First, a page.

Top Rounded Image
17 May 2013 NanoSustain

NanoSustain Factsheet and Case Studies

Development of sustainable solutions for nanotechnology-based products based on hazard characterization and LCA

Image Credit:

- How can nanotechnology-based products impact human health and the environment?

- Can they be recycled?

- Can they be safely disposed of?

- How can you find out?

To answer these questions, the EC-funded NanoSustain project has been developing new sustainable solutions through an investigation of the life-cycle of nanotechnology-based products, in particular the physical and chemical characteristics of materials, hazard and exposure aspects, and end-of-life disposal or recycling to determine the fate and impact of nanomaterials.

A summary of the different materials and products tested within NanoSustain:
• Case Study #1: Titanium dioxide for paints
• Case Study #2: Zinc oxide for glazing products
• Case Study #3: Carbon nanotubes epoxy resins for plastics
- for structural or electrical/antistatic applications
• Case Study #4: Nanocellulose for advanced paper applications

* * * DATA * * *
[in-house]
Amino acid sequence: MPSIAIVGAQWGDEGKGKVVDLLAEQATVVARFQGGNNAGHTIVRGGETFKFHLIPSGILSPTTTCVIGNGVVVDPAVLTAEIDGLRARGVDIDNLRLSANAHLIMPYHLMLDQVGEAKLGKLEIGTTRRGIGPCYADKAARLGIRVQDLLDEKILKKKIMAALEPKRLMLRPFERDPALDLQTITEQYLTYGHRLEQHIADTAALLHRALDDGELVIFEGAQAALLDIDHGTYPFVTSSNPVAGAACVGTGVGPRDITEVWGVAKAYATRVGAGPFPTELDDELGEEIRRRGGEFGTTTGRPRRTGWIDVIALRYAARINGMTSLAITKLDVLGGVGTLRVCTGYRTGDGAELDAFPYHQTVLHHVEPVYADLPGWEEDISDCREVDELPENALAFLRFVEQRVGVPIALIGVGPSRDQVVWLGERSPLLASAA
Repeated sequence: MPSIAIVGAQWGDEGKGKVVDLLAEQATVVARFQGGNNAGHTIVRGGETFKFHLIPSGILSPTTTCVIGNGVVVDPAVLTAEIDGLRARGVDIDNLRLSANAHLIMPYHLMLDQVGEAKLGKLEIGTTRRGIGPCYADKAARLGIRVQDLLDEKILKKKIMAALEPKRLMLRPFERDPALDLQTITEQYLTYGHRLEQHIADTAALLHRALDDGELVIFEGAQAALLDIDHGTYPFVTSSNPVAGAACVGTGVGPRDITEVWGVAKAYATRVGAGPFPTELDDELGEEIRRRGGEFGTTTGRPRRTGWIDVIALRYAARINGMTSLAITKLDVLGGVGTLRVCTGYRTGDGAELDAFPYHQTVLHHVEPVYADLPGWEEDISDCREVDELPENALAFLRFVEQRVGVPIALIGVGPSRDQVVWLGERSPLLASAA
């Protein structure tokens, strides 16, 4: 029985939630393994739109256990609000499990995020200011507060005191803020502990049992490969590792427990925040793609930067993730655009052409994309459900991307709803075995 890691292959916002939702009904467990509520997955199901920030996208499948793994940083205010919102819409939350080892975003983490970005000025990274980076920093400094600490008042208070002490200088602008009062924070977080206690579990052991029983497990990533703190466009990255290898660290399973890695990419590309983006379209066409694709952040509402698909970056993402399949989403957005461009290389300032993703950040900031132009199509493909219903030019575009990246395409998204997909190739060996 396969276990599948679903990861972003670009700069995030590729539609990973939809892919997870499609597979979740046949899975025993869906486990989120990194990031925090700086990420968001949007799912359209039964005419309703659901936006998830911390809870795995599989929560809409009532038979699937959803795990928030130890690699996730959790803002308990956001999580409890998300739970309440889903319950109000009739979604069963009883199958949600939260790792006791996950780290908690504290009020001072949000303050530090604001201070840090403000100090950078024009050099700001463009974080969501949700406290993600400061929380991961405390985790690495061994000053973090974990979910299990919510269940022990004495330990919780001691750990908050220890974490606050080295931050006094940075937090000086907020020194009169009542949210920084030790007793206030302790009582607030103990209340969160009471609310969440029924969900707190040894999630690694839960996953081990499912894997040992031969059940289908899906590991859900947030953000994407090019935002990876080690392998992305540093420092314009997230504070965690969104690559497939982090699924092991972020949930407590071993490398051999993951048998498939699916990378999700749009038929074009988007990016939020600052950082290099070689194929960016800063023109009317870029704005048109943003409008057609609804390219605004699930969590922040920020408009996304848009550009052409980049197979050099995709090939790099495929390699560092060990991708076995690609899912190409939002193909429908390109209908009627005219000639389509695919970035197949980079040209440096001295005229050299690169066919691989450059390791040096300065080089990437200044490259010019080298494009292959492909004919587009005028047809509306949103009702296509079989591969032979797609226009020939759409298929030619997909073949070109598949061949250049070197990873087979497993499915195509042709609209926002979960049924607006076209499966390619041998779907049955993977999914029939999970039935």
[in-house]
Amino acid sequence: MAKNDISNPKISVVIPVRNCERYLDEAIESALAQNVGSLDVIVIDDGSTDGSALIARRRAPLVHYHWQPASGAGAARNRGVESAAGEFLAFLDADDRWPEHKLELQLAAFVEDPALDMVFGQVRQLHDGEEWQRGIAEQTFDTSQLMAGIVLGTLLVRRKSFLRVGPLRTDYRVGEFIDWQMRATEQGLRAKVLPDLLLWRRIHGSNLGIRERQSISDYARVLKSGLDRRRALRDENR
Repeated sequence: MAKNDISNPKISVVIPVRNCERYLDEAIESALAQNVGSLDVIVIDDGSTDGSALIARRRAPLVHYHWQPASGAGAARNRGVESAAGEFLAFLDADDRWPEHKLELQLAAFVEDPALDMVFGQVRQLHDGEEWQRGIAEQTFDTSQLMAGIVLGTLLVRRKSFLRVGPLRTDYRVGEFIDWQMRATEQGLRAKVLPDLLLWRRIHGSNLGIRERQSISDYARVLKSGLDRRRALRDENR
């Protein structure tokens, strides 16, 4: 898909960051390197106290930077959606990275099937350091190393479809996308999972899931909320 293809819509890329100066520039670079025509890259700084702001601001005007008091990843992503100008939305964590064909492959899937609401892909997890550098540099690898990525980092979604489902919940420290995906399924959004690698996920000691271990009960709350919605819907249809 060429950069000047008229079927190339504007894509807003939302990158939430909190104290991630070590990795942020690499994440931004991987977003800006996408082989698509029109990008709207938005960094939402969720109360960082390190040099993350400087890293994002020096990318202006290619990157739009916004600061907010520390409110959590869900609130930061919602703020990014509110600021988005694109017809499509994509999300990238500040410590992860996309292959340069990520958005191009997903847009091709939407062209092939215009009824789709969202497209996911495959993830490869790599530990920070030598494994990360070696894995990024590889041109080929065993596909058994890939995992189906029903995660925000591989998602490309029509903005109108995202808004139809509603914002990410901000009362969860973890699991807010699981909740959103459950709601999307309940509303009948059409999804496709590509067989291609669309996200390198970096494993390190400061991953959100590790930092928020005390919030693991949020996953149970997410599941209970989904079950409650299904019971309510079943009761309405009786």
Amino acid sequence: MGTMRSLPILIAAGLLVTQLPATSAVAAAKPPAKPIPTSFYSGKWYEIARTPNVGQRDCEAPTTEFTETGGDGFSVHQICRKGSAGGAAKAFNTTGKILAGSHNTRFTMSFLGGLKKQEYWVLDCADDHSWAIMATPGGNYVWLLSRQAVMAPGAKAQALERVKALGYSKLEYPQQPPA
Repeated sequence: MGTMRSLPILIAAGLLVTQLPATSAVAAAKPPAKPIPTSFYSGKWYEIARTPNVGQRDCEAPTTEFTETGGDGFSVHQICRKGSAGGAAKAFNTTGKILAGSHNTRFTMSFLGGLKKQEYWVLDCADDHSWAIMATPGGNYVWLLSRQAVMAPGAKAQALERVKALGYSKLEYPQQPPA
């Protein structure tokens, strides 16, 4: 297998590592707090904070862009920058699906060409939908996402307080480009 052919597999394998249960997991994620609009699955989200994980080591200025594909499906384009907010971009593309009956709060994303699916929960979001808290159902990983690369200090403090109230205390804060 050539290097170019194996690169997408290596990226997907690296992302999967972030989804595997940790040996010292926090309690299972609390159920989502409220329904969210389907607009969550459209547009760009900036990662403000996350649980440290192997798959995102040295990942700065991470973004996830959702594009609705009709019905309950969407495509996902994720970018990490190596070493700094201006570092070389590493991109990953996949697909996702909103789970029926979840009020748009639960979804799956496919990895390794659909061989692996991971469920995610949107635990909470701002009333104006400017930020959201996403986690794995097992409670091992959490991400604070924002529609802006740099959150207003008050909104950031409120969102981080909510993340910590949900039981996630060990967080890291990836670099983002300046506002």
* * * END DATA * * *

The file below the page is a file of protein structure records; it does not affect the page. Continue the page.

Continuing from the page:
Information about the individual experimental approaches

Descriptions of the different techniques developed

How these techniques have been successfully applied in physical-chemical characterisation; life-cycle analysis; final disposal; recycling.

Obtain your free copies at

You can also watch and listen to the Project Partners:
Filmed entirely on location at NRCWE Copenhagen, the partners talk about their role in the project, its outcomes and benefits to human health and the environment.
- a succinct overview from the partners (4 mins)
- a more in-depth insight, including a demo of a dustiness experiment (26 mins)

NanoSustain is a 2.5 M€ NMP small collaborative project (2010-2013) funded by the European Union under FP7 contract number 247989

Source: NanoSustain /...

Previous Story: Making Gold Green: New Non-Toxic Method for Mining Gold
Next Story: Cefic-LRI Grant Openings 2013 Invitation for Grant Applications

Bookmark and Share

Leave a Comment

The Institute of Nanotechnology puts significant effort into ensuring that the information provided on its news pages is accurate and up-to-date. However, we cannot guarantee absolute accuracy. Consequently, the Institute of Nanotechnology disclaims any and all responsibility for inaccuracy, omission or any kind of deficiency in relation to the news items and articles hosted herein.

Bottom Rounded Image